Holdiay House #2 Listen to this interview Holiday House #1 interview by Justin Jones Thumbnail photo: Sean Smuda Justin Jones: Hi, this is Justin Jones sitting down with Olive Bieringa and Otto Ramstad of the Body Cartography Project and we’re here talking about Holiday House #2, which is taking place in their home in Minneapolis. It’s a reworking of Holiday House—a piece in the theater and also based on a film of the same name. The first question I wanted to ask you today is about your choice to re-present Holiday House. Why you chose to re-do the piece and what the process of re-mounting Holiday House was like? Olive: In the summer of 2005 we shot the film, it would have been probably in late August, and we did it in over a week or 10 days, approximately. That has sort of evolved itself into a 13-minute film. The following summer we developed the live theater piece for the Momentum Series that took place in July. That was a 45 min. version in 2006… Otto: …commissioned by the Walker Art Center and the Southern Theater. Olive: …and then this year, almost14 months later, the hour and 10 min., site-specific version of Holiday House which incorporates the film and material from the Southern (Theater). In a way it’s like the material from the film informed the live work, then the live work and the film both informed this new site version—material has been gathered from both places as well as new material. Otto: When we made the proposition for doing the Southern show, a lot of it was about re-contextualization—of taking work that we’d done site-specifically and the process of making site specific work, of making film work—and directly overlaying that on making something in the theater and seeing how the process would inform the theater work, specifically addressing the Southern Theater as a theater, but also just ‘theater’ as a template. Olive: By bringing people into the house, the house is already generating so much of the context, in terms of the scenography, the dramaturgical concerns, in a way that there’s more room for dancing somehow within that formula. I think that there’s something about really bringing the audience into having a very direct kinesthetic experience—the opening of the piece is like bodies moving past them, banging into them—really having them walk and move through the house and have these different sensory experiences in different parts of the house. And then bringing them out into the alley and actually letting them sit down towards the end of the piece for the first time and letting them sit and be this more, I don’t want to say passive audience, but definitely more like a theatrical audience situation than in the rest of the show. They then get to go into this other state having had this very physical and sensorial experience. It’s something about the intimacy and bringing the material two feet away or in direct contact with the audience that’s very exciting. Otto: Well and that part, when we transition from in the house to in the alley, it’s like in the house it’s really the feeling of watching people in a house, and then I think that when we move out of the house, back into the alley and people sit down, it’s like making a theater out of an alley. So there’s like a different kind of transparency or mutability of the different spaces that you can play with. Olive: It also goes from smaller spaces to a bigger space, and in the same way the content or the activity goes from more literal activity and mundane activity to more, not abstract, but definitely less literal and less everyday. It gets more extraordinary in terms of the arc or the movement material. J.J.: That seems to relate to the title of the piece and to what I’ve read and what I’ve heard you say about a perceptual shift that you go through, as I understand it, and that I’ve experienced when I’m on vacation—the way that activities become framed in different a different way, and that perceptual shift that you have when you’re on holiday with friends. I wanted to ask you about how, having worked on this piece in so many iterations and for such a long time, has you’re understanding of that title [Holiday House] and that subject matter changed and how has that shifted for you as you’ve worked on this [version of the piece]. Otto: Well, we have an opportunity in this piece, more than in the theater and the film, because we have many spaces with different permeability of division between them. You know, sound, visual, different temperature, haptic spaces that we can really specify the experience of the audience to a far greater degree. So we have that fundamental ability to be in different spaces with our specific materials that are inherent to them that we can accentuate and, we have that as a basis. Then a lot of the play in this piece was about how different senses work together, and how you’re imagination works with the different senses. If you hear someone in the basement for a while and then you see a video image of them later in the piece, then you start to build up a schema of like, “Okay I think that that’s there,” and then when you get there you have a relationship across time like “I thought it was like this but really this is bigger, okay, and it has this temperature, and we saw this one person down there but now we realize there’s two people.” And then when you go from the first floor to the basement, you realize that the whole house is wired up with different cameras and so you… I think some people had talked about, some of the people we work with, the guides—they said that when they got down there [the basement], they became more implicated because they realized that maybe they were being filmed the whole first half of the piece. And then they were watching everyone else in the different places. Olive: The reality of working on the show was totally not the reality of the premise. Because the time span has been so short that our house has not been a holiday house. It’s been more like a slave labor camp. The initial film was more like a holiday and this was really compressed. I do think of that premise and I do think about, when you are on holiday, not just the quality of the time that you spend with each other and how, because there’s no schedule, people eat at weird times, or they all end up congregating in the kitchen at two o’clock in the morning, you know, those sorts of things. But I also think about this idea of time travel too, that somehow when you’re on holiday you have this time for stuff to come up. And stuff comes up, in terms of memory. And you really have time to open your senses to things in a different way, and you have time to be nostalgic about things or time to have memories of other holidays. There’s this layering that happens which doesn’t happen everyday when you’re manically dealing with your everyday life, administrating yourself and you’re rushing from one place to another—you’re trying to stay present with stuff. But there’s this spaciousness that I’m really interested in, in terms of the time traveling piece and in terms of the layering of history somehow that I think about when I think of that title, because in a way that title’s kind of tongue-in-cheek in a humorous, weird fifties…thing. J.J.: I’m glad that you mentioned time travel because I kept thinking about the piece that happened a year ago in the theater as I was watching the piece last night. It was just so delightful to be able to do that. You don’t have that experience often to think back over a year of time in relationship to a performance work. So I was having that experience of traveling back in time to this other piece—having the fantasy that when I watched the piece a year ago, that the piece I saw last night was happening at the same time, and then also the way that the sounds of the performers, the sound of Karen Sherman’s leg, mic-ed, happening inside, and that being projected outside the house and looping over time and then existing in time. The house just seemed laden with and heavy with its own short-term memory. I wanted to ask you guys about how you’re thinking about time travel in this work and how maybe that relates to the text we hear at the beginning of the show about space and time and the nature of space and time and the big bang and black holes. Otto: I’ll just start with the science lectures done by Bryce Beverlin II. I think it relates to the whole agency of the house also and the perceptual experience of space and all of this. What we wanted to accomplish with those lectures is give people information to be able to have a perceptual and tangible physical experience of physics that they can put their body into it. Like when Bryce talks about escape velocity and how fast you need to go to escape the gravity of the earth, which is 7 miles per second. We just wanted to see if we could get people into that process of seeing the stars, having a miles-per-hour relationship to gravity, seeing one star as a multiple of them, and that once you get information about physics and phenomena, then you’re perception changes and then maybe you could have a physical relationship to it. Olive: And to add something, especially to that first section, I think that there was also this idea of how could we do “Google Earth” on a physical level without using any technology. J.J.: Low budg[-et] Olive: Yeah, to give people the context that the house is in the universe, the house is in the world, and physical principals are operating in order for this house to be here and this lawn to be here and for you to be standing here and for you to be able to move around and for each of these activities or events to be able to happen. These are the principals that we need in order to make this work. It’s like the view from up in outer space and then here you are. Otto: It relates also to Body Mind Centering in particular because we see things all around us, but also in our body, we have many different sensations, and in the process of studying B.M.C. over years and years, you start to put names and titles or markers to experiences and sensations that you’ve had your whole life. Like feelings of pain you have in a knee and then you know what nerve it is, or feelings you have of pressure in your organs and then you know what organ they are. There are many different experiences of phenomena that happen that we don’t name and then once we do, our perception has changed. I guess that I’m hoping the same thing happens with the house, that as you hear different things before you see them, and you see things and then you hear something different than what you’re seeing, like you were talking about, the delay, and about how you hear a sound that hits on the table and then you see it and then thirty seconds later you hear it again and it has a delay. And the way we have it set up is that you hear the live sound unprocessed amplified sound and then processed amplified sound like all together to add layers of experience on top of it. I hope by adding it you get to really notice what the original source was more. The more layers, you’re perceptually paring down to the primary experience of the material like, “table” and this is what it could be. It’s like a perceptual game the whole trilogy. And then that relates to the whole “holiday” thing—is taking your perceptions to a new place and then noticing what materials… what they do, what their affect is after you’ve shifted your perception. All of the iterations of the piece were about the inheritance of the family you grew up with. The psychology you inherit and the physicality that you inherit over time, and how it manifests in your dancing, and how you use it consciously and unconsciously. Particularly in the section of “wandering off” [a section of the piece where the group repeatedly groups together and then splits away into smaller numbers]: how you deal socially with groups of people is inherited from your family and then what you do when you remove your self socially off on your own—how you express that. I also experienced that as you become an adult, especially in the United States where you have this nuclear family obsession, you really kind of go away from original family. And then you’re out and there’s this idea that you’ve left your family. But I think that you really are just creating a larger family. You’re creating connections with other people. And then in the dance world I think that becomes even more of a factor because you have collaborations that go over years. You spend a lot of time together in an empty room where you just have your body and your personality and—you’re just in an empty room, you’re not typing on something or painting on something—it’s just us there. Politically, also, the whole gay marriage—not debate but disaster—the whole legal imposition onto family. I wanted to highlight that this model of making these family units like we have in dance is similar to the gay, lesbian, trans. community. You make the family that you want because you’re not allowed a place, legally, to have that. It’s terrible and at the same time you make something out of it that’s amazing because you get to generate… Olive: …your own form, your own structure. Otto: Yeah. J.J.: In many ways I feel like the cast is the main subject matter, especially relating to what you’re talking about—this idea of intentional family. But also I’m curious about how, in your process, you work with them as people who have their own critical voice, who are such brilliant choreographers in their own right. Olive: Often, when we’re working with live performance and video layering together—video material that has been improvised and then Otto and I have edited, or in this case, I’ve edited it down to a very distilled thing, we go back in and dance on top of it, and that material gets set. There’s choreographic offerings from everybody. Once the material gets set, that’s a decision. I mean, that’s pretty traditional process in that way. But I think in terms of the structured improvisational stuff, that’s really based on who people are as movers, and what each of those people brings both on a choreographic level but also, almost, it’s not character, but on a character level. In some ways, who they are as a body and as a physical presence and as a person, because this piece is so much about the ‘people-ness’ of these people. There isn’t the artifice of a person on top of who they are, but there’s something that’s being drawn out of who each of them are, who each of these people are as performers, and we’re exploring this idea of people being people rather than just being dancers. And that’s been incredibly important to all of our work in the last few years, but in particular to this piece. Otto: It’s very challenging to work with all choreographers instead of people that mainly interpret, but I almost want to say that I always want to work with just other choreographers because I also want to learn about, not just my work by doing my work, but by having it analyzed and challenged and taken apart and questioned by other people that make their own work. And then in that process I also learn about their work because I know: oh, Kristin [Van Loon] is saying this because I’ve seen her work, she’s saying this because that’s her aesthetic, what she likes about that. And so I know where she’s coming from. I don’t have to take everything as a challenge of my work. It’s coming from their work and what they want. Olive: What they like stylistically. J.J.: And just to be clear the cast is… Olive: The composer is Tim Glen, and then Bryce Beverlin II is performer and sound-maker. And the dancers are Karen Sherman, Morgan Thorson, Kristin Van Loon, Otto Ramstad and myself, Olive Beiringa. I would like to come back to the Haunted House/Neighborhood Danger/ the history of the neighborhood, and what’s happening in the neighborhood right now, and sort of the darkness aspect a little bit. J.J.: That’s certainly something that came through in the performance. I mean from the beginning of the show there’s this signal, the sound of a Theremin, which made me think of a haunted house. And then, being led by a docent, and being taken through all these spaces, especially being taken down to a dark basement. There is something about, not the subject matter at all but the, like you said, the agency of the house working in a way that made me think of a haunted house. I think it’s not really like a haunted house, it’s something like taking a tour of a house that people say that there’s ghosts in. Rather than going somewhere where it’s set up to scare you, its just a place that’s maybe an old house that had things other than humans living in it, and by things other than humans, maybe it’s the experiences of the house living inside of the house over time. There are moments when I was thinking about what it must be like to be in a house after someone’s died in the house. I mean there are all these things that happen in the house, death and sex and birth. And I was thinking about all these things that happen in homes, and then I was thinking about how those things actually don’t happen in homes anymore. Or about the way that those things have shifted from in-the-house activities to out-of-the-house activities, you know, people dying in hospice centers and not in their homes, or people giving birth not in their homes, but in the hospital. And how that has shifted our perception of home and our experience of what a house is. It’s not a hospital, it’s not a deathbed; it’s a cleaner environment where you…sleep. Otto: And then there’s the whole thing about the tenement museum in New York. You go there and they give this speech about the people that used to live there and this and that. And I thought those are all designed art experiences, and are those the only designed art experiences that we go into a house context to see? Usually it’s at a museum, or a theater, or a hospital, or a hospice center. We’re talking about life processes put in institutions, versus being in houses. And that’s pretty interesting that the ones that we have—that we actually visit a house in culture, have to do with supernatural and death and historical time—things that become more profound because of their context. That they wouldn’t work if taken out of context. I mean, they would but they would just be conceptual and you can’t embody them unless you’re in the context. There’s a connection between those things you were talking about, about life processes and houses and then experiences of public coming into houses, and institution versus house, and how those interact. J.J.: And the transition that some houses make from being ‘house’ to institution. That seems to be something that’s also happening, a tension between domestic environment and some kind of institution, although it’s a small one, it does become a kind of institution. You know, people call and make reservations on your phone and there’s a formalism about how I’m allowed to interact with your house by the docent. The docent’s telling me where to go when. It’s not just a free experience, there’s still a kind of enforced behavior on the audience even though the perceptual experience is opened. Olive: I also think, you know, I didn’t grow up in Minneapolis; I grew up in New Zealand. So, for me this geographical landscape is still new in some ways: to have a wooden house next to another wooden house next to another wooden house. If I look out my kitchen, I see into my neighbor’s kitchen. If I look out my living room, I can see into my other neighbor’s kitchen. So, I have these people right next to me. I grew up in a context that was hilly, it wasn’t flat and it wasn’t squares. It was, you know, you had your house and you couldn’t see anything (maybe you could see a house up the hillside or something) because there are trees everywhere. It’s just different, it’s a different context. And that was in the city, it wasn’t in the countryside, but it’s more spacious, and we didn’t have alleys. So for me the whole thing with the backyard and the alley… and then Otto has this incredible vegetable garden out the back that, you know, we have this season in Minnesota which is like this four month or maybe five month growing season where it becomes tropical. So you go from having nothing to having this complete transformation of the vegetation in this very short space of time. So there’s something very magical about that—we’re just coming to the end of that arc right now. We’re transitioning into everything going back down into the earth in the next month or next six weeks or so. So there’s this whole other kind of private world—it’s a public space, but it’s kind of like, you don’t share your yard necessarily with your neighbors; you share this back alley-trash-building kind of space. And there’s really a darkness for me out there. And this neighborhood in particular, right now there’s quite a lot of violence happening. There’s a lot of gang violence happening and some random shootings. For example, a cyclist was killed two blocks from here last week. J.J.: That was two blocks from here? Olive: Yeah, it was two blocks from here. Otto: Elliott and 37th. Olive: He was a friend of a friend and he was riding his bike and someone threw something at him, a blunt object. And we were rehearsing the other night and at the end of rehearsal there was a shooting one block away and the whole street was closed off. And then also we were rehearsing and someone ran into a house on the corner and threw a brick or a big object at the window and then the police showed up. So there’s a lot of police activity and violence that’s going on. And so to be rehearsing in the midst of that creates some level of anxiety but of course it informs and has informed the work from the outset also. I think we talked about that in the first interview a little bit, this element of danger or accident, or the possibility of accidents. J.J.: I remember Otto saying “Safety Second” Olive: “Safety Second,” exactly… Also this quality of a murder mystery that never really happens. There’s the big knives in the piece and the death scene at the end of the video, and these things that are there that are made reference to but it’s never fully played out. It’s like the shadow. There’s a very strong shadowing in the whole piece and I think that also the quality and the agency of the house and this kind of haunted sense of the house with the walls talking is part of that darkness in a way. That I feel has been very present in the process. Otto: But also the literal darkness, that the piece happens at night. And we’re using lights to highlight and specify certain areas, and the magic of light. And when you turn lights on and you feel like, wow, just the thrill of electricity that you can still experience even though we’ve lived our whole lives… Olive: But you’re lighting up a place you don’t normally light up. Otto: Then there’s also the converse of it, the dark space. The mystery of what you don’t know, what you can’t see. Because the brightness of something makes the darkness somewhere else on the other side. And then there’s a creativity in that as well. That there are spaces that you don’t know and you can’t see. That plays into the senses too. You might be able to hear things, but because you can’t see them, it changes the way you hear them. Like when you’re in the basement and there’s a sound installation, or when there’s twelve different sound sources that are hidden in the rafters and underneath things and then, because it’s relatively dark and you can’t see all of them, it adds another layer of mystery as to what you can see and can’t see. There’s a darkness about human experience and violence, but then there’s also just literal darkness that we’re working with in the piece. J.J.: Well Otto and Olive, I’ve had such a great time talking to you today and I really appreciate you taking time out to talk with us for the very first cross-country Critical Correspondence. Olive: Fantastic. J.J.: Yes, it’s really excellent and best of luck with the rest of the run.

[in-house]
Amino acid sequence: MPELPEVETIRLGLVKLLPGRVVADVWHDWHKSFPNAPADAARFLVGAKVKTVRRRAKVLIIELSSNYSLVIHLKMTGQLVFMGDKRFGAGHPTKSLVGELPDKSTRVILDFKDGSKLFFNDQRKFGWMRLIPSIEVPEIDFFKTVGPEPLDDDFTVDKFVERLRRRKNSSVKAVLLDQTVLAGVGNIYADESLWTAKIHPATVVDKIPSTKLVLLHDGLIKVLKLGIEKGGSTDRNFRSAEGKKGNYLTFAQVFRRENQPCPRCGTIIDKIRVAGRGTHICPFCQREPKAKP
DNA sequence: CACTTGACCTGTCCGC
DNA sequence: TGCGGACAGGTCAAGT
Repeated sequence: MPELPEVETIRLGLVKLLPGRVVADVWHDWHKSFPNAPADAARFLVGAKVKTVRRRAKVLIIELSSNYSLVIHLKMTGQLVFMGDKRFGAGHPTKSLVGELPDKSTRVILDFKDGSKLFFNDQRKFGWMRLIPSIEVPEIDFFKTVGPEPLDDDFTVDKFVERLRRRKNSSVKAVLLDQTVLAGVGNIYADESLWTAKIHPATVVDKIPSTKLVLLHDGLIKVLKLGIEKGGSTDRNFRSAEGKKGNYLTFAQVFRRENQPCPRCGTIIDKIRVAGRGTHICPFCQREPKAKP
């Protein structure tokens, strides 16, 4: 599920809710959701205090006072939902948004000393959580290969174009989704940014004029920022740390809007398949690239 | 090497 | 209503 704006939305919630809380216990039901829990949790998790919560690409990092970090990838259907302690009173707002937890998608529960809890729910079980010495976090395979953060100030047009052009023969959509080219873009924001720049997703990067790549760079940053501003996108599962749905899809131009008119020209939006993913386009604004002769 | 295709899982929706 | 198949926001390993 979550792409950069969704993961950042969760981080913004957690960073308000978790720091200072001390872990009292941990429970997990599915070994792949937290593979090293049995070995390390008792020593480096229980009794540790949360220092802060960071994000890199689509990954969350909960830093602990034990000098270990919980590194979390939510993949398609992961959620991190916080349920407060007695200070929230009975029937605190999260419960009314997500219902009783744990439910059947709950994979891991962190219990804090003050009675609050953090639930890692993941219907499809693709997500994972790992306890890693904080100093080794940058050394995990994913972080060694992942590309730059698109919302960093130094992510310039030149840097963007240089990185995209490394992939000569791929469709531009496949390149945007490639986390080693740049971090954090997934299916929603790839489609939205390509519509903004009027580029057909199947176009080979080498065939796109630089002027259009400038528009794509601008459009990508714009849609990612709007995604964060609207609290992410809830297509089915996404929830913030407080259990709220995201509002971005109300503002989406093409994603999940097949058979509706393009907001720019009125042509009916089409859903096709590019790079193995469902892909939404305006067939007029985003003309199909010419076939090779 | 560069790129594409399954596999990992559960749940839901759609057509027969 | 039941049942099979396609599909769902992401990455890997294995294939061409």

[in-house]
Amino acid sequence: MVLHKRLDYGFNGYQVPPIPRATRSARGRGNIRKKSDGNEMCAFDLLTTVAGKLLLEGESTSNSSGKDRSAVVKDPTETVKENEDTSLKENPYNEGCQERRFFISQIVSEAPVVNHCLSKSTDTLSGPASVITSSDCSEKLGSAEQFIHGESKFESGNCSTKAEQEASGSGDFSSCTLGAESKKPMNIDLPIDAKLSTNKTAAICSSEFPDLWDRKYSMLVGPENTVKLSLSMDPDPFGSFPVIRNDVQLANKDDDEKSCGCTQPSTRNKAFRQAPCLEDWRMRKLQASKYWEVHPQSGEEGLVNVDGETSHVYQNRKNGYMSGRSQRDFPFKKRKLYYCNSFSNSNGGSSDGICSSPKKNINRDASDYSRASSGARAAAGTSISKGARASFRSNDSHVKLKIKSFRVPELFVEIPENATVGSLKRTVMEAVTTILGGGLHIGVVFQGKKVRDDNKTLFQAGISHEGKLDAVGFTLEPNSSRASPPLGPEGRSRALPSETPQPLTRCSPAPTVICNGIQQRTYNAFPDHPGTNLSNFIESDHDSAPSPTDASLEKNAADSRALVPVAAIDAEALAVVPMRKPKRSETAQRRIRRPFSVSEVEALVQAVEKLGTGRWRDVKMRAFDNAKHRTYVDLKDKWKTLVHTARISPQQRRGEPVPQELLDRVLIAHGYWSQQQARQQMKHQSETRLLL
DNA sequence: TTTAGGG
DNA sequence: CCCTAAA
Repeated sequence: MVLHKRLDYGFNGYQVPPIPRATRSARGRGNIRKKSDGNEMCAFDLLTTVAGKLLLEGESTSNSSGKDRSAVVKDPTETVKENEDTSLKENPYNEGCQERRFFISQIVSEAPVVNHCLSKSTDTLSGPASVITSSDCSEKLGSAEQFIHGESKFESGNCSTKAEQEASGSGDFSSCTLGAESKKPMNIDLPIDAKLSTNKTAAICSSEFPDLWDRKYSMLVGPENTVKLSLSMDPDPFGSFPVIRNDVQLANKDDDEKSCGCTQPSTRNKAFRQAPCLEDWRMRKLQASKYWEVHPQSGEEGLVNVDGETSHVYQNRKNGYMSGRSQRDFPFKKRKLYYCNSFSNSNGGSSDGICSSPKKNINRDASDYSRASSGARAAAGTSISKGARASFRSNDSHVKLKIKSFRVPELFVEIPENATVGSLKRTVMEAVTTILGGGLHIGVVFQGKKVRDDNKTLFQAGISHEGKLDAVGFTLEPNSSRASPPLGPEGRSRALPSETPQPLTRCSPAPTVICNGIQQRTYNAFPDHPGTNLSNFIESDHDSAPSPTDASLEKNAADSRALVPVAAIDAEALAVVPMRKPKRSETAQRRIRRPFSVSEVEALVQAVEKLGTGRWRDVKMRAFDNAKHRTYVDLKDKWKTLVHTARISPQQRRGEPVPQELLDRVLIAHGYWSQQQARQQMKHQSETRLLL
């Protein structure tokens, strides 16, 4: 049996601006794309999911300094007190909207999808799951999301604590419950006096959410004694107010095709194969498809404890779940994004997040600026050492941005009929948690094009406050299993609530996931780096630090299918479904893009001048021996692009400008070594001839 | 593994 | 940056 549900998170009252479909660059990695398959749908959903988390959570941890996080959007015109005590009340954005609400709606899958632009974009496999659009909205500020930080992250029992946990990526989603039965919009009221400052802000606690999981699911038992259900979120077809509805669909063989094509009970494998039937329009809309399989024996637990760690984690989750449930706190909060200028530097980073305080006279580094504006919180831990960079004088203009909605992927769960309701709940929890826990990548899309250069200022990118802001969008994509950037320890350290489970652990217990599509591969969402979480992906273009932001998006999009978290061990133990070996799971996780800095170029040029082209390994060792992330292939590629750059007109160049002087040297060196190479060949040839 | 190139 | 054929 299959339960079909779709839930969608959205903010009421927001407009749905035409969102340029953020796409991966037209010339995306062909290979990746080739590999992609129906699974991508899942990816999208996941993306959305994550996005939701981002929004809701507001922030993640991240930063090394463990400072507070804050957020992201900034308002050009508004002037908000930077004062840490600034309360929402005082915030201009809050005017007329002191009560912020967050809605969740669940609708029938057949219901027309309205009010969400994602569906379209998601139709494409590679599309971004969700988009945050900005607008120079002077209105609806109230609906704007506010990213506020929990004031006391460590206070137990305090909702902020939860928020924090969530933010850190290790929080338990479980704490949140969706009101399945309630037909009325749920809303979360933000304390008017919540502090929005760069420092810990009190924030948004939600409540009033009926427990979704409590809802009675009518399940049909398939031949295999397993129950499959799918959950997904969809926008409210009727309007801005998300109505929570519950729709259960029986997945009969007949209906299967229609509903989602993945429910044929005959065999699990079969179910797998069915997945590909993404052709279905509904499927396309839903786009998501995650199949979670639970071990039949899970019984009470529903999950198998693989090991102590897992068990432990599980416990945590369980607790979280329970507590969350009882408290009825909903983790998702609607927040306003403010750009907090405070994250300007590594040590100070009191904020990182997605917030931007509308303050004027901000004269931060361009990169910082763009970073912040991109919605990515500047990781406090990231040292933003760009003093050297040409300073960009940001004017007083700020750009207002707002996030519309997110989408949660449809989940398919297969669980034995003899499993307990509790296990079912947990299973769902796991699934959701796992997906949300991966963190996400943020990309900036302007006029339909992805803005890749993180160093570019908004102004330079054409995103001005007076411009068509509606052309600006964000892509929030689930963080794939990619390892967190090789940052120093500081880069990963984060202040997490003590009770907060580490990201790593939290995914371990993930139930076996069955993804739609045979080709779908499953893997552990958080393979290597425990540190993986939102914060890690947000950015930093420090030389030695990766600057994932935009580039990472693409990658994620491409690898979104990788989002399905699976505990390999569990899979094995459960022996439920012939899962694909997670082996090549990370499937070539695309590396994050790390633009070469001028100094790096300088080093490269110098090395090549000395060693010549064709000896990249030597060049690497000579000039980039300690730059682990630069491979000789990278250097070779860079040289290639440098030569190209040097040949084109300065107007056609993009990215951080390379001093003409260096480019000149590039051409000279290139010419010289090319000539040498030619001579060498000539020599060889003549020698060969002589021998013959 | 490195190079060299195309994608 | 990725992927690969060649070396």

Audio, Justin Jones, Olive Bieringa, Otto Ramstad, PDF